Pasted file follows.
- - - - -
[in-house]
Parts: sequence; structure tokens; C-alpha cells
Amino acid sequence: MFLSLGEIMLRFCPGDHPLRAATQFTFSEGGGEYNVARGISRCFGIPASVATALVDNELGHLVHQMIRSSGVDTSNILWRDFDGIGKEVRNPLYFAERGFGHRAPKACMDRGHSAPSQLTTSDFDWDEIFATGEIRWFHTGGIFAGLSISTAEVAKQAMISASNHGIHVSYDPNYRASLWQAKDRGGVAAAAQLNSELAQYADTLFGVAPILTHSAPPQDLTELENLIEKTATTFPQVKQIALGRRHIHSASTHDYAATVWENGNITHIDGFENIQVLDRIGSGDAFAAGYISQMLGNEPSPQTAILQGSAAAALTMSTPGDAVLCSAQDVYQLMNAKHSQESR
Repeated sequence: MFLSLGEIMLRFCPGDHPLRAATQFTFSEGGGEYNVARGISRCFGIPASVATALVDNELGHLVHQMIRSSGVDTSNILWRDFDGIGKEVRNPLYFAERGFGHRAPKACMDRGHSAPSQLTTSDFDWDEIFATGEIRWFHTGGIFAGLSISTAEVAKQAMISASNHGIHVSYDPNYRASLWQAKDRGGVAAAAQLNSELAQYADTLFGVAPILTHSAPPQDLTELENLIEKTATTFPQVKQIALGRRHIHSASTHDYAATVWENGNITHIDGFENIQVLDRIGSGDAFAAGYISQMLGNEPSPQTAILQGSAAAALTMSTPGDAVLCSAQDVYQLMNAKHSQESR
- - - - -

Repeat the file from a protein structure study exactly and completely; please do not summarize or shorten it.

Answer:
[in-house]
Parts: sequence; structure tokens; C-alpha cells
Amino acid sequence: MFLSLGEIMLRFCPGDHPLRAATQFTFSEGGGEYNVARGISRCFGIPASVATALVDNELGHLVHQMIRSSGVDTSNILWRDFDGIGKEVRNPLYFAERGFGHRAPKACMDRGHSAPSQLTTSDFDWDEIFATGEIRWFHTGGIFAGLSISTAEVAKQAMISASNHGIHVSYDPNYRASLWQAKDRGGVAAAAQLNSELAQYADTLFGVAPILTHSAPPQDLTELENLIEKTATTFPQVKQIALGRRHIHSASTHDYAATVWENGNITHIDGFENIQVLDRIGSGDAFAAGYISQMLGNEPSPQTAILQGSAAAALTMSTPGDAVLCSAQDVYQLMNAKHSQESR
Repeated sequence: MFLSLGEIMLRFCPGDHPLRAATQFTFSEGGGEYNVARGISRCFGIPASVATALVDNELGHLVHQMIRSSGVDTSNILWRDFDGIGKEVRNPLYFAERGFGHRAPKACMDRGHSAPSQLTTSDFDWDEIFATGEIRWFHTGGIFAGLSISTAEVAKQAMISASNHGIHVSYDPNYRASLWQAKDRGGVAAAAQLNSELAQYADTLFGVAPILTHSAPPQDLTELENLIEKTATTFPQVKQIALGRRHIHSASTHDYAATVWENGNITHIDGFENIQVLDRIGSGDAFAAGYISQMLGNEPSPQTAILQGSAAAALTMSTPGDAVLCSAQDVYQLMNAKHSQESR